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I was not thinking of a tractor PTO, but rather a prepared place where you could place the VW into, lift the hood, attach a PTO shaft to a mounted generator, and operate from there. At what RPM does the generator most effectively operate? How do you maintain that engine speed?
 

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Discussion Starter #9
I've not made the generator head purchase yet, the closest example I have seen of 'belt driven generator' is in the NorthernTools catalog, retailing for about $650.
Yes, I have been thinking how to maintain a constant speed on the thing with varying loads being applied, the 82 VW rabbit has no cruise control... I was thinking of some sort of mechanical governeror, but my research into this has only begun... And then there is the issue of pulley sizes, gear ratios, and all of that. Definitely got some math to do here.
And yes, the car would still be driveable. I would like to be able to pull the car up close to the house, bolt on the genny, and get some battery charging done.
Since I already have an inverter, maybe I shold look into a straight DC generator, and just feed the power right into the battery bank? That would eliminate the need for a governing system. My first thoughts were to just fix the throttle position about halfway open, and let it ride there...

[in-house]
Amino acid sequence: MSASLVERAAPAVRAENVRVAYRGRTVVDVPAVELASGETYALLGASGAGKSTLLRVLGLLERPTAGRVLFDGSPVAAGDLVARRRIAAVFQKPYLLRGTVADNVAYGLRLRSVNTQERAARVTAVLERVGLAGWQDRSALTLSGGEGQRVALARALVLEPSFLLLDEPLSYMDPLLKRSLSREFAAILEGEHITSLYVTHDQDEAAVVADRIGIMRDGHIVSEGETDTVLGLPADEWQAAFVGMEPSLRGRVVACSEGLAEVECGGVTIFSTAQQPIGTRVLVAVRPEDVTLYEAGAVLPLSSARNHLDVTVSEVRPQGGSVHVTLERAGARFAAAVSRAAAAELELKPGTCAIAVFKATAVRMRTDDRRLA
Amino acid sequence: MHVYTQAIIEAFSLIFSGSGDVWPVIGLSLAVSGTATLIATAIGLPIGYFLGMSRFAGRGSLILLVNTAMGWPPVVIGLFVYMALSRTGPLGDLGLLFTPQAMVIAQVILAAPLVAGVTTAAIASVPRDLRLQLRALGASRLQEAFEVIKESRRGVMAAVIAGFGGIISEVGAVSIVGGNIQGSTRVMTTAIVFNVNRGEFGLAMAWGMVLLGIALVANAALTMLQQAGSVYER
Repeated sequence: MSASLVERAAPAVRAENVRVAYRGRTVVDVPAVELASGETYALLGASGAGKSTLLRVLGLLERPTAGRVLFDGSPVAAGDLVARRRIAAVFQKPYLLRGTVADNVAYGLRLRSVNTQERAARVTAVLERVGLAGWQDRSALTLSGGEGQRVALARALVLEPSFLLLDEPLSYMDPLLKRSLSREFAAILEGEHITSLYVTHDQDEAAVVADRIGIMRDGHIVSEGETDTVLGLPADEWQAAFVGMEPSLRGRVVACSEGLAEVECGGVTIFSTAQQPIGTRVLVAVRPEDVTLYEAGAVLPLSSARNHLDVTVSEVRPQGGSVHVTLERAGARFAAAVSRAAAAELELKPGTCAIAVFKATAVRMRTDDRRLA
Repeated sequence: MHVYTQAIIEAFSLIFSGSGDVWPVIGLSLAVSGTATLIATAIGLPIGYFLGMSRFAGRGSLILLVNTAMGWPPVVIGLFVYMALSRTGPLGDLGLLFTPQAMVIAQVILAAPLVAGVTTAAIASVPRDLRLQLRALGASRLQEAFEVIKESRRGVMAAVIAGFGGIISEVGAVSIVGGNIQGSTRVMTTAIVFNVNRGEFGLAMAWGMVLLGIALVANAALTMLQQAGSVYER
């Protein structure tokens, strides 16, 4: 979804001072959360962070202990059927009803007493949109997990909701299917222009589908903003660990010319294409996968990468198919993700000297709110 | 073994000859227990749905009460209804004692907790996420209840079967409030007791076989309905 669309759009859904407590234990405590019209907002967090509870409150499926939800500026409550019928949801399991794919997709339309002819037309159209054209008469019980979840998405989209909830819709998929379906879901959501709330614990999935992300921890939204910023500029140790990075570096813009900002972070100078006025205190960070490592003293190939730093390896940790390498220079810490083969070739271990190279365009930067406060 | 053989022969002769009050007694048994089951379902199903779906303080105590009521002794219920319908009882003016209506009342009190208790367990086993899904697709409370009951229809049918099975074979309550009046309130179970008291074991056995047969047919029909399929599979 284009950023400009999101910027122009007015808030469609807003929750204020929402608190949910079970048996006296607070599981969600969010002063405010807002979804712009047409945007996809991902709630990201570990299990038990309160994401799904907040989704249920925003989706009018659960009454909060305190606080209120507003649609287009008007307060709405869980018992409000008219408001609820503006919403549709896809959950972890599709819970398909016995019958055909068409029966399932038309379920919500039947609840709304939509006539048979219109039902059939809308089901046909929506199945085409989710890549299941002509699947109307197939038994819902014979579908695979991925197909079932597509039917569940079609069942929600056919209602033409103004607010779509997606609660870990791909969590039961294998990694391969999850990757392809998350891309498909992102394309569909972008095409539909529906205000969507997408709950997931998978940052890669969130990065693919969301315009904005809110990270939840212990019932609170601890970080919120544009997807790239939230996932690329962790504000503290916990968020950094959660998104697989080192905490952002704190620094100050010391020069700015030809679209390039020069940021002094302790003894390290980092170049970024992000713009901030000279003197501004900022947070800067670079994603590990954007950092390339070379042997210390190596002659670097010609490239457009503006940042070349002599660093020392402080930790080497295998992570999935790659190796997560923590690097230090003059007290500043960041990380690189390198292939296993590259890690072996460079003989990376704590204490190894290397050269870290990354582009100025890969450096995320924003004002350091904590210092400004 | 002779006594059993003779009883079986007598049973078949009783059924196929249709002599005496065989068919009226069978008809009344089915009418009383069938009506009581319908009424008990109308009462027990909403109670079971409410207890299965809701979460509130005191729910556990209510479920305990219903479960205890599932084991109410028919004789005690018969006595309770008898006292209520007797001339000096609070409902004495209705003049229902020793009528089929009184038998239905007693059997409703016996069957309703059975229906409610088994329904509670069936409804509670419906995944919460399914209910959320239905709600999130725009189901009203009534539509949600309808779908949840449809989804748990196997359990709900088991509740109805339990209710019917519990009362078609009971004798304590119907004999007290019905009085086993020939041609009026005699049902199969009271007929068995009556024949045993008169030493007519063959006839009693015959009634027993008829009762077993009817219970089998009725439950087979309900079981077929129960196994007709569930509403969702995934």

Hmm.... how do those PTO driven generators govern the speed, since they are a seperate unit and operate at the RPM of the pto shaft? Back to the governor system?
 

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Rockin In The Free World
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Neat project. Some thoughts :

- ideally, and if the engine has enough power for the load, you'd like the diesel engine to run at idle
- if the engine idled at 900 rpm and your gen head needed to turn at 1800 rpm, you'd need a 1:2 gearbox
- you may not need a governer - as many modern engines are computer controlled - and have idle compensation circuits built in - i.e. if you turn on the headlights, the heater and the wipers, the computer will maintain idle rpm regardless of the load (I've no idea if a 82 VW has a computer)